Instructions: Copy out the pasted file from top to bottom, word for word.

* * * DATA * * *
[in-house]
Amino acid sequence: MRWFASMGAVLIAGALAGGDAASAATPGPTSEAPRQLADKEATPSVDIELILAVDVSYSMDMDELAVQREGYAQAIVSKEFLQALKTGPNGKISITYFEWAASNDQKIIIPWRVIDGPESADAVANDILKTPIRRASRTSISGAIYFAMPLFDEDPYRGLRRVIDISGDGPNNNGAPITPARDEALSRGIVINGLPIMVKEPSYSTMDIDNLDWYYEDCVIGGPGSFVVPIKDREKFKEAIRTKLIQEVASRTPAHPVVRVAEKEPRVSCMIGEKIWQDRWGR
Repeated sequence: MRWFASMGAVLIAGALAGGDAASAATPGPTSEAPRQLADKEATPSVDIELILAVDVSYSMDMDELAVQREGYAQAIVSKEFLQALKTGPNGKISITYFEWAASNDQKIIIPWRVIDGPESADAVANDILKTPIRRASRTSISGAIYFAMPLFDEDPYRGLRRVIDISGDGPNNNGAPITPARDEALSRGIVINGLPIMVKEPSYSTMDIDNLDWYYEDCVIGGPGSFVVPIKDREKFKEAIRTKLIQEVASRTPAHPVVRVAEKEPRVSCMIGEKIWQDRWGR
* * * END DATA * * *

[in-house]
Amino acid sequence: MRWFASMGAVLIAGALAGGDAASAATPGPTSEAPRQLADKEATPSVDIELILAVDVSYSMDMDELAVQREGYAQAIVSKEFLQALKTGPNGKISITYFEWAASNDQKIIIPWRVIDGPESADAVANDILKTPIRRASRTSISGAIYFAMPLFDEDPYRGLRRVIDISGDGPNNNGAPITPARDEALSRGIVINGLPIMVKEPSYSTMDIDNLDWYYEDCVIGGPGSFVVPIKDREKFKEAIRTKLIQEVASRTPAHPVVRVAEKEPRVSCMIGEKIWQDRWGR
Repeated sequence: MRWFASMGAVLIAGALAGGDAASAATPGPTSEAPRQLADKEATPSVDIELILAVDVSYSMDMDELAVQREGYAQAIVSKEFLQALKTGPNGKISITYFEWAASNDQKIIIPWRVIDGPESADAVANDILKTPIRRASRTSISGAIYFAMPLFDEDPYRGLRRVIDISGDGPNNNGAPITPARDEALSRGIVINGLPIMVKEPSYSTMDIDNLDWYYEDCVIGGPGSFVVPIKDREKFKEAIRTKLIQEVASRTPAHPVVRVAEKEPRVSCMIGEKIWQDRWGR